A new journey into homesteading "pic heavy"

Chic Rustler

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we make alot of hot pepper jelly.

we so pulled the beets and radishes today. they arent rrally good to eat because its been so hot but they nake great pig feed.

the squash and zucchini are dead. vine borers finally got them. thats ok. well plant more. they make great pig feed too.

feed is getting so high we are trying to cut corners anyway we can
 

frustratedearthmother

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Pepper jelly sounds great!

I feel ya on feed prices! I'm doing the same by feeding extra and or spent plants to the critters. The collards have gotten tough and pretty bug bitten - but the goats don't care. Chickens will eat 'em too. Every little bit helps.

I lost some squash, but have already replanted. Some of the beaten up squash plants are trying to recover so :fl .
 

Mini Horses

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feed is getting so high we are trying to cut corners anyway we
Same here!! I'm planting extra of things that "keep" well. So winter squashes, pumpkins and winter crops. I'm doing some mangel beets this year for a try. They used to be widely used years ago. And turnips for fall. Both can stay in ground here most all winter.....plus extra greens, etc. Takes a lot for a herd of goats. Right FEM? 😁

I'm also planting barley in August into two renovating pastures for green feed into winter, when pasture grasses are pretty sparse. More work to control their time on graze but, save on some feed costs. A couple fields will be stockpile grass, too. Now I can appreciate the extra acreage! Hope it all goes well! :lol: :old
 

flowerbug

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we make alot of hot pepper jelly.

we so pulled the beets and radishes today. they arent rrally good to eat because its been so hot but they nake great pig feed.

the squash and zucchini are dead. vine borers finally got them. thats ok. well plant more. they make great pig feed too.

feed is getting so high we are trying to cut corners anyway we can

i've got tons of melon and squash seeds from previous years growing. squash seeds are also easy to collect and grow. if you want to have a lot of squash plants you just take the innards of the squash and go out into a big patch and bury them, if they don't sprout this year they may sprout in the next years... just put the next squash in a hole in a different spot. :)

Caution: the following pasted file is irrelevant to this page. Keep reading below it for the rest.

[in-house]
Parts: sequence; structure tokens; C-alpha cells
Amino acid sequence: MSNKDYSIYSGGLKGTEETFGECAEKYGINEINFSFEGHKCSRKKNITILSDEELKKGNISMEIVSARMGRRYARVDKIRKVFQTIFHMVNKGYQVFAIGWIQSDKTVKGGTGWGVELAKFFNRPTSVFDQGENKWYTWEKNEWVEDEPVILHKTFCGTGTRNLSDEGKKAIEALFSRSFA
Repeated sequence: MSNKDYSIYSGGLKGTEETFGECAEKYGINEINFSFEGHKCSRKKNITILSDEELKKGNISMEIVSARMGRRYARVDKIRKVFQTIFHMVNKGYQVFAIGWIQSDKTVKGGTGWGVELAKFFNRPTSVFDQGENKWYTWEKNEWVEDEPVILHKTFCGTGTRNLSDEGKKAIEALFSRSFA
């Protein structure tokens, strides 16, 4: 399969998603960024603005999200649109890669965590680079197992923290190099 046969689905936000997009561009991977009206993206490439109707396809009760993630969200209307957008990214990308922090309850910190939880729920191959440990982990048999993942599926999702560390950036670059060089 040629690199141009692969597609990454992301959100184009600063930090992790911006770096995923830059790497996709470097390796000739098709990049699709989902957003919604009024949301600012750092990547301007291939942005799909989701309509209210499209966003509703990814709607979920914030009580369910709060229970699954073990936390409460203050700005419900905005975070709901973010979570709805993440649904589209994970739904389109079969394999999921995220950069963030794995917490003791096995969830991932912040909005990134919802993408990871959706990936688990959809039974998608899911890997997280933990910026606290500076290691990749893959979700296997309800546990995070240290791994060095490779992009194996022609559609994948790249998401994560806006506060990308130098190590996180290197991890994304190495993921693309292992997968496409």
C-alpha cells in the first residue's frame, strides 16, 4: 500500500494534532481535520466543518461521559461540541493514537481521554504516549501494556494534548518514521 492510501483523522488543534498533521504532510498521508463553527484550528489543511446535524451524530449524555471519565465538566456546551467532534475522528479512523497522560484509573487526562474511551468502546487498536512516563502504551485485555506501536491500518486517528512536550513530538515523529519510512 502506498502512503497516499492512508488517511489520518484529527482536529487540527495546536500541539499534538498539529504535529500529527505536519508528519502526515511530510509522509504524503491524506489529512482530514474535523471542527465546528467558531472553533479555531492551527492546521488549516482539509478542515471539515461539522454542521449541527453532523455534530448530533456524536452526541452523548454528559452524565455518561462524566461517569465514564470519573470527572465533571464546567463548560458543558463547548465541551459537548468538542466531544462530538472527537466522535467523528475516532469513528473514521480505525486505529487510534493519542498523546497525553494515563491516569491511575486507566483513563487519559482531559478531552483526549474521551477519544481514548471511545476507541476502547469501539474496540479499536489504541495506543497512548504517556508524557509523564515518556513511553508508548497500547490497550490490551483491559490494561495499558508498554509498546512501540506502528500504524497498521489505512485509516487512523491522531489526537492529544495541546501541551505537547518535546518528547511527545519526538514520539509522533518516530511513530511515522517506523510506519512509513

flowerbug

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Same here!! I'm planting extra of things that "keep" well. So winter squashes, pumpkins and winter crops. I'm doing some mangel beets this year for a try. They used to be widely used years ago. And turnips for fall. Both can stay in ground here most all winter.....plus extra greens, etc. Takes a lot for a herd of goats. Right FEM? 😁

I'm also planting barley in August into two renovating pastures for green feed into winter, when pasture grasses are pretty sparse. More work to control their time on graze but, save on some feed costs. A couple fields will be stockpile grass, too. Now I can appreciate the extra acreage! Hope it all goes well! :lol: :old

diakon radish and turnips can get huge. :) when you go to the store and see those tiny perfect turnips in a bunch and then you come home and look at a turnip the size of a basketball it's quite the difference in results. swedes aka rutabagas are a type of turnip, also good as animal fodder. cabbages, etc.

when i was growing my green manure patch of alfalfa and birdsfoot trefoil i could chop that three times a season and have about a hundred pounds of nitrogen rich greens. over the years it got infested with other grasses and weeds and i couldn't keep up with is so Mom took to mowing it. finally the past few years i've been able to reclaim it and grow some vegetables in there. all those inputs of past choppings made that soil really rich in worms and much darker than it was when i started many years ago. if i were smart i'd leave an alfalfa plant every here or there to keep adding some nutrients back to the soil more than the beans will do but the problem with that approach is that it will also attract rabbits, groundhogs and deer. until i can get the fence finished some year that's just how it goes. so no alfalfa there...

[edit]

i forgot to mention that the biggest turnips and radishes i ever grew were the ones that were hidden in that green manure patch.
 
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farmerjan

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Nice carrots.... I don't like carrots to eat, but have tried several times to grow them and the soil has always not been "soft enough.... maybe in this new garden... next year... trying to get caught up with it since being away and all the rain we got... and not having it all mulched... trying to lay out cardboard and then some mulch on top to hold in place as I go collect more old hay from various places.... The weeds in the rows are not too bad and can be easily pulled but I want to get the "open spaces" where the vines will run covered.
 

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